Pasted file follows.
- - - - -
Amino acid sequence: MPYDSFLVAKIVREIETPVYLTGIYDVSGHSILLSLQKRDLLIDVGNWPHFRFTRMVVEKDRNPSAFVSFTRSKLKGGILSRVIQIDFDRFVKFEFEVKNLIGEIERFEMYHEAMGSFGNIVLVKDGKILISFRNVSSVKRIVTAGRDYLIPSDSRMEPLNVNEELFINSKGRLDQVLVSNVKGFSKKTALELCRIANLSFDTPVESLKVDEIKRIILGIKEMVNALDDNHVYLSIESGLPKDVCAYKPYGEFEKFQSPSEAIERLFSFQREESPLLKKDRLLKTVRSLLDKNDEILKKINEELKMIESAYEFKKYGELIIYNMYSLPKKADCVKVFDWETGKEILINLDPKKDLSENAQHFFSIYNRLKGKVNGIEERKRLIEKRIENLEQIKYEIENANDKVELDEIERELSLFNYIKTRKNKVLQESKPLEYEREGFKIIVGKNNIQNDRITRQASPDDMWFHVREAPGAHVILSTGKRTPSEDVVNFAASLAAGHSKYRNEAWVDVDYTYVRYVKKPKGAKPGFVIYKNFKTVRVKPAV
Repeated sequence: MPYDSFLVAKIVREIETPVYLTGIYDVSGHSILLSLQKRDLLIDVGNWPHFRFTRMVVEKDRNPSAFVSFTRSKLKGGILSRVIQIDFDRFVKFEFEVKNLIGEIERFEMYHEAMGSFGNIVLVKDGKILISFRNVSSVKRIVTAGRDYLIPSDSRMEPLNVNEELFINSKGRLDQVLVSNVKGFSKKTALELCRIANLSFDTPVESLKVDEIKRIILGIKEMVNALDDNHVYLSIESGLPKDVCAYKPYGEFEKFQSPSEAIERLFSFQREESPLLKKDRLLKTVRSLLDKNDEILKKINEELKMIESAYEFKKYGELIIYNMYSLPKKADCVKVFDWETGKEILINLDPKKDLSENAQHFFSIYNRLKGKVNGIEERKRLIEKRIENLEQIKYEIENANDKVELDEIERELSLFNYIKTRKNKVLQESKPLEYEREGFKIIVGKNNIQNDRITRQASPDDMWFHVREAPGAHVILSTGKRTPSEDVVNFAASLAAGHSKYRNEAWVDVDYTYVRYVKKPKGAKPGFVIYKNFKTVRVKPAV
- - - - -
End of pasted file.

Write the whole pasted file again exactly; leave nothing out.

Amino acid sequence: MPYDSFLVAKIVREIETPVYLTGIYDVSGHSILLSLQKRDLLIDVGNWPHFRFTRMVVEKDRNPSAFVSFTRSKLKGGILSRVIQIDFDRFVKFEFEVKNLIGEIERFEMYHEAMGSFGNIVLVKDGKILISFRNVSSVKRIVTAGRDYLIPSDSRMEPLNVNEELFINSKGRLDQVLVSNVKGFSKKTALELCRIANLSFDTPVESLKVDEIKRIILGIKEMVNALDDNHVYLSIESGLPKDVCAYKPYGEFEKFQSPSEAIERLFSFQREESPLLKKDRLLKTVRSLLDKNDEILKKINEELKMIESAYEFKKYGELIIYNMYSLPKKADCVKVFDWETGKEILINLDPKKDLSENAQHFFSIYNRLKGKVNGIEERKRLIEKRIENLEQIKYEIENANDKVELDEIERELSLFNYIKTRKNKVLQESKPLEYEREGFKIIVGKNNIQNDRITRQASPDDMWFHVREAPGAHVILSTGKRTPSEDVVNFAASLAAGHSKYRNEAWVDVDYTYVRYVKKPKGAKPGFVIYKNFKTVRVKPAV
Repeated sequence: MPYDSFLVAKIVREIETPVYLTGIYDVSGHSILLSLQKRDLLIDVGNWPHFRFTRMVVEKDRNPSAFVSFTRSKLKGGILSRVIQIDFDRFVKFEFEVKNLIGEIERFEMYHEAMGSFGNIVLVKDGKILISFRNVSSVKRIVTAGRDYLIPSDSRMEPLNVNEELFINSKGRLDQVLVSNVKGFSKKTALELCRIANLSFDTPVESLKVDEIKRIILGIKEMVNALDDNHVYLSIESGLPKDVCAYKPYGEFEKFQSPSEAIERLFSFQREESPLLKKDRLLKTVRSLLDKNDEILKKINEELKMIESAYEFKKYGELIIYNMYSLPKKADCVKVFDWETGKEILINLDPKKDLSENAQHFFSIYNRLKGKVNGIEERKRLIEKRIENLEQIKYEIENANDKVELDEIERELSLFNYIKTRKNKVLQESKPLEYEREGFKIIVGKNNIQNDRITRQASPDDMWFHVREAPGAHVILSTGKRTPSEDVVNFAASLAAGHSKYRNEAWVDVDYTYVRYVKKPKGAKPGFVIYKNFKTVRVKPAV